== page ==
Poor dental hygiene can lead to serious problems for your dog, since poor dental health can cause and exacerbate conditions such as heart disease and kidney failure. Eighty percent of dogs develop dental disease before they are 3 years old, making caring for your puppy’s teeth crucial for protecting their overall health. Our team at Boca Midtowne Animal Hospital wants to provide tips to help you keep your puppy’s teeth in tip top shape.

#1: Handle your puppy’s mouth daily

Teach your puppy that handling their mouth is a normal occurrence. Take time every day to lift up their lips, rub your finger over their teeth, and gently open their mouth. Praise your puppy during this activity, and offer a high value treat when you are finished. If they are initially hesitant, try coating your finger in peanut butter until they are more at ease with the process.

#2: Inspect your puppy’s mouth for normal tooth emergence

From birth to 6 months, puppies’ teeth erupt from their gums, a process called teething—which is why puppies are so prone to chew on everything. Knowing the normal timeline for your puppy’s teething process can help ensure no problems affect their mouth during this development stage. The normal teething timeline is:

  • Birth to 2 weeks — No teeth are present
  • Weeks 2 to 4 — Incisors emerge, followed by premolars, molars, and canines.
  • Weeks 5 to 8 — All 28 baby teeth should be present. At about 8 weeks, baby teeth begin falling out.
  • Weeks 12 to 16 — Adult teeth start to come in, pushing baby teeth out.
  • 6 months — All 42 permanent teeth should be in place.

Once your puppy allows you to comfortably open their mouth, look for abnormalities. If your puppy’s adult teeth do not erupt, X-rays may be necessary to locate the missing teeth. Facial swelling, changes in eating habits, or rubbing at their face are red flags that they could have a dental problem. Also, look for two teeth occupying the same spot, blood and tartar formation on their teeth, swollen gums, and broken teeth. If you observe any of these signs, your puppy will need an evaluation by our veterinary professionals at Boca Midtowne Animal Hospital, an American Animal Hospital Association (AAHA)-accredited practice.

Most pets with dental problems show no obvious signs, which makes regular dental care and evaluations critical. Check out this video from Dr. Man to learn how to recognize dental disease in your pet.

#3: Provide safe chew toys for your puppy

Chewing helps relieve the pain caused by your puppy’s teething, and also helps them explore their world. Provide several chew toy options. Ensure the toys are not soft enough to tear apart and cause a choking hazard. The toys should also not be so hard that they can cause your puppy to break a tooth, but should be flexible enough for you to dent the surface with your fingernail. Toys are also available that are specifically designed for teething puppies, to soothe their painful mouths. Mildly abrasive toys can help control plaque.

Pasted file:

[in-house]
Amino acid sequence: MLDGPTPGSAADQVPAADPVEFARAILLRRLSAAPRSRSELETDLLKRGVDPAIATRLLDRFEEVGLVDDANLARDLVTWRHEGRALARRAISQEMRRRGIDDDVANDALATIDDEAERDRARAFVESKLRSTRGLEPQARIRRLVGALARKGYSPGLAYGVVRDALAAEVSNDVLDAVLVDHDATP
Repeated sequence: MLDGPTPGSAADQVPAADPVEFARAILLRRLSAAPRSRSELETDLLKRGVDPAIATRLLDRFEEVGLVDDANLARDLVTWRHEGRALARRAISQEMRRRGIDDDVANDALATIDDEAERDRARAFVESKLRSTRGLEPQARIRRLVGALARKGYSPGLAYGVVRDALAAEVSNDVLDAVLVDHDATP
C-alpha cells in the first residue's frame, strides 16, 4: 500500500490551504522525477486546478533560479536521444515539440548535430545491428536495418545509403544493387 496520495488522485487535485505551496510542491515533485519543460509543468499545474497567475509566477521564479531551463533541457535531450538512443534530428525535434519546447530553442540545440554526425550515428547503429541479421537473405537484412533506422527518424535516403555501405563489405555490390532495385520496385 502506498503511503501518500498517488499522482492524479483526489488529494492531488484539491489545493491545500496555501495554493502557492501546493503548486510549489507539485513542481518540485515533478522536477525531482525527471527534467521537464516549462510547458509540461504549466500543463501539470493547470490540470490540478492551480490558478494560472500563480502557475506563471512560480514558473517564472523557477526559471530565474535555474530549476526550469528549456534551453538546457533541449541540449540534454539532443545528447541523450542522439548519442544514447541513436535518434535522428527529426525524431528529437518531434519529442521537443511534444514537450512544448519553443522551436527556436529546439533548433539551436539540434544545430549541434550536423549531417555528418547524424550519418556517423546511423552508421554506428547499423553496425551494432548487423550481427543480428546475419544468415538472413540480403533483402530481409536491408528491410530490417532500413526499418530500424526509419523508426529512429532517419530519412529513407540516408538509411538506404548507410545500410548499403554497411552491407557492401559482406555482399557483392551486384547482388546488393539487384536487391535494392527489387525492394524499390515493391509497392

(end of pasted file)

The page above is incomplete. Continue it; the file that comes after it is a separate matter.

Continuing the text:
#4: Start brushing your puppy’s teeth

Getting your puppy used to having their teeth brushed when they are young will prevent struggles when they are older. Start as soon as your puppy is comfortable with you handling their mouth. Never use human toothpaste to brush your puppy’s teeth, because puppies usually swallow the foam, and the fluoride is toxic if ingested in large enough amounts. Meat-flavored toothpastes specifically for dogs are available. To brush your puppy’s teeth, follow these steps:

  • Open your puppy’s mouth — Use a chew toy to prop open your puppy’s mouth. This will give you access to their mouth, and give your puppy something to focus on during the procedure. Practice several times, praising your puppy, and giving them meat toothpaste as a treat. Do not introduce a toothbrush until they seem comfortable with this step.
  • Use an appropriate toothbrush — Use a special pet toothbrush or a soft child’s toothbrush, which will fit better in your puppy’s small mouth. Some puppies prefer your finger to brush their teeth, or you can wrap a wet cloth around your finger. Scrub the outside surfaces of your puppy’s teeth with your chosen implement.
  • Brush frequently — Brushing your puppy’s teeth after every meal is ideal, but brushing at least three times a week is a good place to start.

In addition to regular brushing, your puppy will need annual dental cleanings to stave off periodontal disease. While some people may try to convince you that an anesthesia-free dental cleaning will improve your pet’s dental health, only dental X-rays and a professional cleaning under anesthesia can effectively prevent dental disease. Check out this video from Dr. Man, which explains why anesthesia-free dental cleanings are ineffective and dangerous for your pet.

#5: Consider your puppy’s dental health when choosing a diet plan

Crunching on dry kibble helps scrape food and bacteria off the teeth surface, and reduces dental problems by about 10 percent. Wet food is more likely to get stuck in the gumline and attract bacteria. Offer treats, such as raw carrots or apple slices, that help clean your puppy’s teeth. You can also give them treats sanctioned by the Veterinary Oral Health Council (VOHC), whose approval indicates that the product has been evaluated, and meets the protocols established for dentally beneficial food. 

Establishing a dental hygiene regimen when your puppy is young is the best way to maintain their dental health as they get older. If you would like to have your puppy’s dental health evaluated, do not hesitate to contact our Fear Free team at Boca Midtowne Animal Hospital to schedule an appointment.